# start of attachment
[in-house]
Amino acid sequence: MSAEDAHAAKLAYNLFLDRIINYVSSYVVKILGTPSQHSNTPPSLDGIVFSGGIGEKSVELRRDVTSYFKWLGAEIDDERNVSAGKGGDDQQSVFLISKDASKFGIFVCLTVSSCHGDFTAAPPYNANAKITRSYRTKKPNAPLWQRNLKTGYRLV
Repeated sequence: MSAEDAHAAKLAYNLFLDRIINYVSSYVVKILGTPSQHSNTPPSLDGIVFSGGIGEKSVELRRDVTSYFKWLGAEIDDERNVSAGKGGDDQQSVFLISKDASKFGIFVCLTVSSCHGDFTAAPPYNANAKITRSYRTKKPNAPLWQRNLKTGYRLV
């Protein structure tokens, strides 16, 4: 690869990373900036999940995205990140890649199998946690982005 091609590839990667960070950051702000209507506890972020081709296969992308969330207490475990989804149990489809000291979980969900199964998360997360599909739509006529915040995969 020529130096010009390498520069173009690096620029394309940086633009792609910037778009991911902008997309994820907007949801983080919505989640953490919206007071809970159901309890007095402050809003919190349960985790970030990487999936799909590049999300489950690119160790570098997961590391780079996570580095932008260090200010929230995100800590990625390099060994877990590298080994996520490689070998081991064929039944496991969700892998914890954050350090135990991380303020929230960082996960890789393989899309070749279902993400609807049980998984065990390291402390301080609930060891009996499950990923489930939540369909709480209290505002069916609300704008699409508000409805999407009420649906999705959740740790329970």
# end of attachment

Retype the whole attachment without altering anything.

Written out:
[in-house]
Amino acid sequence: MSAEDAHAAKLAYNLFLDRIINYVSSYVVKILGTPSQHSNTPPSLDGIVFSGGIGEKSVELRRDVTSYFKWLGAEIDDERNVSAGKGGDDQQSVFLISKDASKFGIFVCLTVSSCHGDFTAAPPYNANAKITRSYRTKKPNAPLWQRNLKTGYRLV
Repeated sequence: MSAEDAHAAKLAYNLFLDRIINYVSSYVVKILGTPSQHSNTPPSLDGIVFSGGIGEKSVELRRDVTSYFKWLGAEIDDERNVSAGKGGDDQQSVFLISKDASKFGIFVCLTVSSCHGDFTAAPPYNANAKITRSYRTKKPNAPLWQRNLKTGYRLV
């Protein structure tokens, strides 16, 4: 690869990373900036999940995205990140890649199998946690982005 091609590839990667960070950051702000209507506890972020081709296969992308969330207490475990989804149990489809000291979980969900199964998360997360599909739509006529915040995969 020529130096010009390498520069173009690096620029394309940086633009792609910037778009991911902008997309994820907007949801983080919505989640953490919206007071809970159901309890007095402050809003919190349960985790970030990487999936799909590049999300489950690119160790570098997961590391780079996570580095932008260090200010929230995100800590990625390099060994877990590298080994996520490689070998081991064929039944496991969700892998914890954050350090135990991380303020929230960082996960890789393989899309070749279902993400609807049980998984065990390291402390301080609930060891009996499950990923489930939540369909709480209290505002069916609300704008699409508000409805999407009420649906999705959740740790329970």